Ha Ling Peak

Ha Ling Peak is a peak at the northwestern end of Mount Lawrence Grassi — a mountain located immediately south of the town of Canmore just east of the Spray Lakes road in Alberta's Canadian Rockies. It was previously named Chinaman's Peak but the name was changed to be less offensive.[4] It was the subject of a 2018 CBC Documentary titled 'Ha Ling Peak' that follows the controversy and renaming of the mountain .[5]

Ha Ling Peak
Ha Ling Peak (leftmost), Miner's Col (middle), a section of Mount Lawrence Grassi (rightmost), and the town of Canmore viewed from the south. (Sept. 2006)
Highest point
Elevation2,407 m (7,897 ft)[1]
Prominence31 m (102 ft)[2]
ListingMountains of Alberta
Coordinates51°03′51.6″N 115°23′57″W / 51.064333°N 115.39917°W / 51.064333; -115.39917Coordinates: 51°03′51.6″N 115°23′57″W / 51.064333°N 115.39917°W / 51.064333; -115.39917[2]
Ha Ling Peak is located in Alberta
Ha Ling Peak
Ha Ling Peak
Alberta, Canada
Parent rangeCanadian Rockies
Topo mapNTS 82O3 Canmore
Easiest routeeasy scramble[3]
Ha Ling Peak

Origin of the nameEdit

The name of the mountain has been subject to much controversy. Originally, the mountain was referred to locally as The Beehive.[6] In 1896 Ha Ling, a Chinese cook for the Canadian Pacific Railway (some say the Okaloosa Hotel in Canmore) was bet 50 dollars that he could not climb the peak and plant a flag on the summit in less than 10 hours. According to the Medicine Hat News of October 22, 1896, he started the ascent at 7:00 am the previous Saturday morning and was back in time for lunch. As nobody believed his story, he led a party of doubters to the summit where he planted a much larger flag beside the original, this one visible to the naked eye from Canmore. The townsfolk referred to the mountain as Chinaman's Peak in his honour.[7]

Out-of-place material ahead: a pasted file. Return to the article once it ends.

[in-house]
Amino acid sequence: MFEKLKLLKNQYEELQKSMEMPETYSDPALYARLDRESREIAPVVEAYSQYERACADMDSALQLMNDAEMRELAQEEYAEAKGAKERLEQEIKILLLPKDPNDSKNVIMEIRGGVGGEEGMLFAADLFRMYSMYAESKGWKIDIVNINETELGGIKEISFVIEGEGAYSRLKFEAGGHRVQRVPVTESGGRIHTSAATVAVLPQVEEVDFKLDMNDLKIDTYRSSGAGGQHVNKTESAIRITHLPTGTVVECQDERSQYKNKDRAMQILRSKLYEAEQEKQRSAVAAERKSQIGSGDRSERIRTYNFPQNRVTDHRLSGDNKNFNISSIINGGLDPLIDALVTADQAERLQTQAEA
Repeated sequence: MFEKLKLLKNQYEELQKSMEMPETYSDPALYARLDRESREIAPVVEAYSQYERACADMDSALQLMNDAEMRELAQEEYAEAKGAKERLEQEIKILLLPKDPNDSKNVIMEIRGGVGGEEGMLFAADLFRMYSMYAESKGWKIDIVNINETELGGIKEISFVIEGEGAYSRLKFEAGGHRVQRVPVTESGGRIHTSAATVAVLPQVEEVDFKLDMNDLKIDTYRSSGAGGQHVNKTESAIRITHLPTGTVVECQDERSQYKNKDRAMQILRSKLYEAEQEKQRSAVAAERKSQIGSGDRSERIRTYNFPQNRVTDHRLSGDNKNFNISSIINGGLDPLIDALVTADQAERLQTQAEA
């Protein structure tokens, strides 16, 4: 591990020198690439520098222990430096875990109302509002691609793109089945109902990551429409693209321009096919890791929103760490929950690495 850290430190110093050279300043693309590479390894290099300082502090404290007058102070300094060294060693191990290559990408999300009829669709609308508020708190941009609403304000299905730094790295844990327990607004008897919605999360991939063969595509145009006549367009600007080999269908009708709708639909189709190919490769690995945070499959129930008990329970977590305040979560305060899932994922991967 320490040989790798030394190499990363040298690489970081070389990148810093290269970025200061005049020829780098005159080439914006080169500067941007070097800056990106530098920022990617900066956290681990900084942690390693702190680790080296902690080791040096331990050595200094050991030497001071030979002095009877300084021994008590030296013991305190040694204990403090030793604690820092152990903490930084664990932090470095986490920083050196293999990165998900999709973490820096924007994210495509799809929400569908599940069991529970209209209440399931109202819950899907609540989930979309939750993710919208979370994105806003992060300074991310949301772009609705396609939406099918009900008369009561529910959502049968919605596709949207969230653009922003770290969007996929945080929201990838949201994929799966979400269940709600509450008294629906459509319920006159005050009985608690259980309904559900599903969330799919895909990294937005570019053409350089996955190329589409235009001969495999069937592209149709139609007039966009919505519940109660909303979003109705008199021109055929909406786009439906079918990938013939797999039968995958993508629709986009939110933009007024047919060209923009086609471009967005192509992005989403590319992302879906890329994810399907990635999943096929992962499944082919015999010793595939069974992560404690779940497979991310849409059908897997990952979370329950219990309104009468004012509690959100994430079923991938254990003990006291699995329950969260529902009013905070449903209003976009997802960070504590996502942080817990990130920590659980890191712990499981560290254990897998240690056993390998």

The name Chinaman's Peak did not become official until 1980.[4] Later, in 1997 it was renamed Ha Ling Peak as the term Chinaman was viewed as derogatory.[8]

Climbing routesEdit

There is a hiking route up the south side.[3][1] On the north side there are several technical climbing routes up the face and a difficult scrambling route up Canmore Couloir, located between Mount Lawrence Grassi and Miner's Col.[9]

See alsoEdit


  1. ^ a b "Ha Ling Peak". PeakFinder.com. Retrieved 2009-01-02.
  2. ^ a b "Ha Ling Peak". Bivouac.com. Retrieved 2009-01-02.
  3. ^ a b Kane, Alan (1999). "Ha Ling Peak". Scrambles in the Canadian Rockies. Calgary: Rocky Mountain Books. pp. 81–82. ISBN 0-921102-67-4.
  4. ^ a b "Peak of Controversy". Alberta Online Encyclopedia. Alberta Heritage. Retrieved 2009-01-02.
  5. ^ Meuse, Matt (Aug 18, 2018). "What's in a name? The (mostly) true story of Ha Ling Peak". CBC.
  6. ^ Holt, Faye Reineberg (2010). Canada's Rocky Mountains: A History in Photographs. Victoria, B.C.: Heritage House Publishing Co. p. 99. ISBN 978-1-894974-99-8. Retrieved 2019-06-23.
  7. ^ "Ha Ling Peak". Trails.com. Archived from the original on 2007-09-29. Retrieved 2009-01-02.
  8. ^ "World News Briefs; Alberta's New Name For Peak in Rockies". New York Times. July 9, 1998. Retrieved 2013-09-08.{{cite web}}: CS1 maint: url-status (link)
  9. ^ "Some Ha-Ling climbing routes". rockclimbing.com. Retrieved 2009-01-02.

External linksEdit